The Peggy Guggenheim Collection, Solomon R. Guggenheim Museum (1982)



 Peggy Guggenheim (1898-1979), whose Collection of modern paintings is on exhibition at her Uncle Solomon's Fifth Avenue Museum through March 13, began as a lover of traditional painting until encountering a Georgia O'Keeffe abstraction as a young woman. Later, dadaist Marcel Duchamp was influential in directing her toward abstraction and surrealism, which make up the bulk of her Collection.


 Ms. Guggenheim opened her first gallery in London in 1938. However, it was at her "Art of This Century" Gallery on West 57th Street in New York City in the 1940's that she made her impact on the development of modern art in America. She gave first one-man shows to Mark Rothko, Clyfford Still, Adolph Gottlieb and Hans Hofmann. She also showed Robert Motherwell, William Baziotes and major European artists, as she had in London, many not yet well known.


 But the artist she discovered and prized most highly was Jackson Pollock whom she supported financially for several years in return for paintings (in the process of exhibiting artists, she often received works free or at low cost). You have to hand it to Peggy Guggenheim, she had the instinct, insight (and guidance) to exhibit and collect many of the artists now considered important 20th Century figures.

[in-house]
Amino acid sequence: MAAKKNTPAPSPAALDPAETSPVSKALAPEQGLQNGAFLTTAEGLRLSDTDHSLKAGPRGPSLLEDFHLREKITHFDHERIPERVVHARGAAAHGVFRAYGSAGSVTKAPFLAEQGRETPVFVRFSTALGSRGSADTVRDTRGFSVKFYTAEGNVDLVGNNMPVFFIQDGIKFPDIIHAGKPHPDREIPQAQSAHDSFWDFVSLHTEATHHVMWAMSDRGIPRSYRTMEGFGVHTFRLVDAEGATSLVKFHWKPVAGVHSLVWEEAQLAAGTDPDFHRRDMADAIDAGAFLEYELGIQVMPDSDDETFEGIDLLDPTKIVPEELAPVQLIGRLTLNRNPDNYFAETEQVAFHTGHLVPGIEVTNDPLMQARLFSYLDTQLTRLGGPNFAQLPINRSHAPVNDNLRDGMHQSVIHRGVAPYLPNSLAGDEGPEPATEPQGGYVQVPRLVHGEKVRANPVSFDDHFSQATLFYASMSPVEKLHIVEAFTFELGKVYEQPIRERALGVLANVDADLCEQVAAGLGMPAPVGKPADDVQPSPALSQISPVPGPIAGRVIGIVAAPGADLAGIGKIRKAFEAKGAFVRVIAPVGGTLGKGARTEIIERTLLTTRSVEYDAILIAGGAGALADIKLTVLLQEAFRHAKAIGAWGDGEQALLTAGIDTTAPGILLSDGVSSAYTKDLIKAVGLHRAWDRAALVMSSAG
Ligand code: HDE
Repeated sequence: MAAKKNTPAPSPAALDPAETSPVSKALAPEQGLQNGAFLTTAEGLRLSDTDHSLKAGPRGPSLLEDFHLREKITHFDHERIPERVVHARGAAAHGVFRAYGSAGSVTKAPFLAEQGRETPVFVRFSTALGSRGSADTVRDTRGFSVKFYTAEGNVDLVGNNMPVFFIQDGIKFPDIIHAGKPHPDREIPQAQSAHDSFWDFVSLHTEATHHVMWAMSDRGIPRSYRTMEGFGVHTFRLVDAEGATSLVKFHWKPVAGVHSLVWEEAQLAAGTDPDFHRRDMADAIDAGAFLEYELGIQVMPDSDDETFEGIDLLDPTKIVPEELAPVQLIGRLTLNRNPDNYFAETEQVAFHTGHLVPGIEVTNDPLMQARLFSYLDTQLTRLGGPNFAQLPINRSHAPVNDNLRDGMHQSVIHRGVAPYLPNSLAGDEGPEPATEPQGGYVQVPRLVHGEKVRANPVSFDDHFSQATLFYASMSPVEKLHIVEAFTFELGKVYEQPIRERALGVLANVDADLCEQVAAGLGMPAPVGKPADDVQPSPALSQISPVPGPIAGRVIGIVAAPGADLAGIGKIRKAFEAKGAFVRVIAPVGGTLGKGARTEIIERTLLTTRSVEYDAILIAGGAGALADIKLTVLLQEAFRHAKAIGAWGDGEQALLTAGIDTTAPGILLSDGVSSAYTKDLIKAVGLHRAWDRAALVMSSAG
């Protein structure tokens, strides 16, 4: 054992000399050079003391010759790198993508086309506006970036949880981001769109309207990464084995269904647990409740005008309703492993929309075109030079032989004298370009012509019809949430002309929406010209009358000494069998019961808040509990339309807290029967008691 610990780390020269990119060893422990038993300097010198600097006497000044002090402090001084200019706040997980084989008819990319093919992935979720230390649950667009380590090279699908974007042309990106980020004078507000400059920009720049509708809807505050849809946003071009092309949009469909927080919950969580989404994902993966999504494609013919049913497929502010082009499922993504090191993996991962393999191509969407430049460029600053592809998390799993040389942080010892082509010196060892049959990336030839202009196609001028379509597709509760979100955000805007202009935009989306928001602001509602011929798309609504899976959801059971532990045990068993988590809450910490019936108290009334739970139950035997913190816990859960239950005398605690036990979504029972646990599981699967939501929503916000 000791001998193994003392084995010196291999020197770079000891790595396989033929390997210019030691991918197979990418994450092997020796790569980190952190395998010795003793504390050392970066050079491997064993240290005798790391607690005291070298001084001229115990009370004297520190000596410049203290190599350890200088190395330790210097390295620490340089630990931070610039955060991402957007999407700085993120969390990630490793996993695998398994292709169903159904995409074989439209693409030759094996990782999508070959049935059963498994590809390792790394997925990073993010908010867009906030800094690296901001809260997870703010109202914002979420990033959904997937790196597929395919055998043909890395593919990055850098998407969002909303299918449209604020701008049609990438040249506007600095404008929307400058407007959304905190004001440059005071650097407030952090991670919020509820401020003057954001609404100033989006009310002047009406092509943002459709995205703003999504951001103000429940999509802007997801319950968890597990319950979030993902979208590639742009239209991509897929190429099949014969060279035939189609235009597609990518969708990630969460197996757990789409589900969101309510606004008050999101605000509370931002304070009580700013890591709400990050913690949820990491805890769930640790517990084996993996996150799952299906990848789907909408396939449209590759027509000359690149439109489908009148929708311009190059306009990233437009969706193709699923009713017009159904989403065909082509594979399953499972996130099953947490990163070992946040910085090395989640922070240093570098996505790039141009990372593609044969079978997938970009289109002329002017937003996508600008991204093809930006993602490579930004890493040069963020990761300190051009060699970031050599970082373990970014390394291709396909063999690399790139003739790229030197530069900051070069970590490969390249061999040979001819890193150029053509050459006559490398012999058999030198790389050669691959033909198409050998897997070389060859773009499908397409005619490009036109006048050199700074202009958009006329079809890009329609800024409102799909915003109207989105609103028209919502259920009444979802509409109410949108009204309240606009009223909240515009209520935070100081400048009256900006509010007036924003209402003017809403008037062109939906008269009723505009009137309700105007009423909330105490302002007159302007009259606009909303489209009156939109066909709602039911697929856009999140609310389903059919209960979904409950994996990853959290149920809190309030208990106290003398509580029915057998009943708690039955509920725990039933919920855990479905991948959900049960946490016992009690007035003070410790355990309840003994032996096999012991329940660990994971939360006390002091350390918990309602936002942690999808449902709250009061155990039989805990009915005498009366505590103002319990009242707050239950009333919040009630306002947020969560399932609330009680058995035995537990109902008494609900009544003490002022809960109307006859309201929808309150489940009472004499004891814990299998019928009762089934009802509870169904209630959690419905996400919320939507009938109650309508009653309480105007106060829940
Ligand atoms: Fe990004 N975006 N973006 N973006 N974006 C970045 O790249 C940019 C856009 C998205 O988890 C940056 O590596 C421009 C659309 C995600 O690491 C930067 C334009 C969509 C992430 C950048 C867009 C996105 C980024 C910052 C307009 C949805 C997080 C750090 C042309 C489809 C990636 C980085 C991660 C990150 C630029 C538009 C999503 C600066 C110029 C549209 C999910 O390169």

Two forces -- surrealism and Picasso -- seem to dominate the works in the Guggenheim Collection, as well as the omnipresent fundamental reshaping of art by the 20th Century dehumanization apparent in any exhibition of modern painting.


 Her surrealist bent is apparent in obviously categorizable practitioners of that movement like Ernst, Miro, Dali, Tanguy, Delvaux, Di Chirico, and abstract-expressionists like Gorky, Still and Pollock, influenced by surrealism. But even cubists like Picasso (who probably was more surrealist than cubist anyway), Ozenfant, Marcoussis, Braque, Metzinger and certainly Duchamp, whose "Sad Young Man on a Train" is both surrealist and cubist, are haunted by the mystery and morbidity of the disrupted unconscious fashioned by modern man's struggle for his soul.


 Picasso's influence hangs like a mixed blessing and curse over the other works, channeling, narrowing the focus and awareness of the artists. In a way, the Peggy Guggenheim Collection, like 20th Century art as a whole, is an homage to Picasso, to the power of his world-dismantling vision which he exerted on society and its artists. Seizing on the clashing incongruities and spiritual malformations of our time, creating a vocabulary of fractured, distressed and distorted forms, he swept weaker artists before him like plankton in a great wave.